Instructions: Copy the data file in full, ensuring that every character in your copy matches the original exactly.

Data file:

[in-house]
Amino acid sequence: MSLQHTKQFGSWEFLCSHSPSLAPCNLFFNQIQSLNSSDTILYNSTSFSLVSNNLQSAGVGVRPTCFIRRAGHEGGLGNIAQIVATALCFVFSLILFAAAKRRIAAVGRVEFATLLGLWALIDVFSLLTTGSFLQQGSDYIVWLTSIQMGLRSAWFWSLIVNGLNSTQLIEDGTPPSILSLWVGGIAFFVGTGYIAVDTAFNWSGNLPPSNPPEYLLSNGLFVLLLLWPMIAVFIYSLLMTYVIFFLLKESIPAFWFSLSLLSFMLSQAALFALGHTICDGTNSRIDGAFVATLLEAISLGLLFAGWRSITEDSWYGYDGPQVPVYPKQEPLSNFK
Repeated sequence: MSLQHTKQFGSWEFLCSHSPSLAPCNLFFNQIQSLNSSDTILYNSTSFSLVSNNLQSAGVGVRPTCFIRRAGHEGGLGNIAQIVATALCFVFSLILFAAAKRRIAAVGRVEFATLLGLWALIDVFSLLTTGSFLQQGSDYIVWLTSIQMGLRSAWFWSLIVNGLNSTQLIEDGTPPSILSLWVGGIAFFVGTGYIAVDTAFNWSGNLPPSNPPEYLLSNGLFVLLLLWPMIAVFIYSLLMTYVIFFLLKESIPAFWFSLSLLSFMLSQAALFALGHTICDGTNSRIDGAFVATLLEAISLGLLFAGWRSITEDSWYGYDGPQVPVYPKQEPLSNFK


[in-house]
Amino acid sequence: MSLQHTKQFGSWEFLCSHSPSLAPCNLFFNQIQSLNSSDTILYNSTSFSLVSNNLQSAGVGVRPTCFIRRAGHEGGLGNIAQIVATALCFVFSLILFAAAKRRIAAVGRVEFATLLGLWALIDVFSLLTTGSFLQQGSDYIVWLTSIQMGLRSAWFWSLIVNGLNSTQLIEDGTPPSILSLWVGGIAFFVGTGYIAVDTAFNWSGNLPPSNPPEYLLSNGLFVLLLLWPMIAVFIYSLLMTYVIFFLLKESIPAFWFSLSLLSFMLSQAALFALGHTICDGTNSRIDGAFVATLLEAISLGLLFAGWRSITEDSWYGYDGPQVPVYPKQEPLSNFK
Repeated sequence: MSLQHTKQFGSWEFLCSHSPSLAPCNLFFNQIQSLNSSDTILYNSTSFSLVSNNLQSAGVGVRPTCFIRRAGHEGGLGNIAQIVATALCFVFSLILFAAAKRRIAAVGRVEFATLLGLWALIDVFSLLTTGSFLQQGSDYIVWLTSIQMGLRSAWFWSLIVNGLNSTQLIEDGTPPSILSLWVGGIAFFVGTGYIAVDTAFNWSGNLPPSNPPEYLLSNGLFVLLLLWPMIAVFIYSLLMTYVIFFLLKESIPAFWFSLSLLSFMLSQAALFALGHTICDGTNSRIDGAFVATLLEAISLGLLFAGWRSITEDSWYGYDGPQVPVYPKQEPLSNFK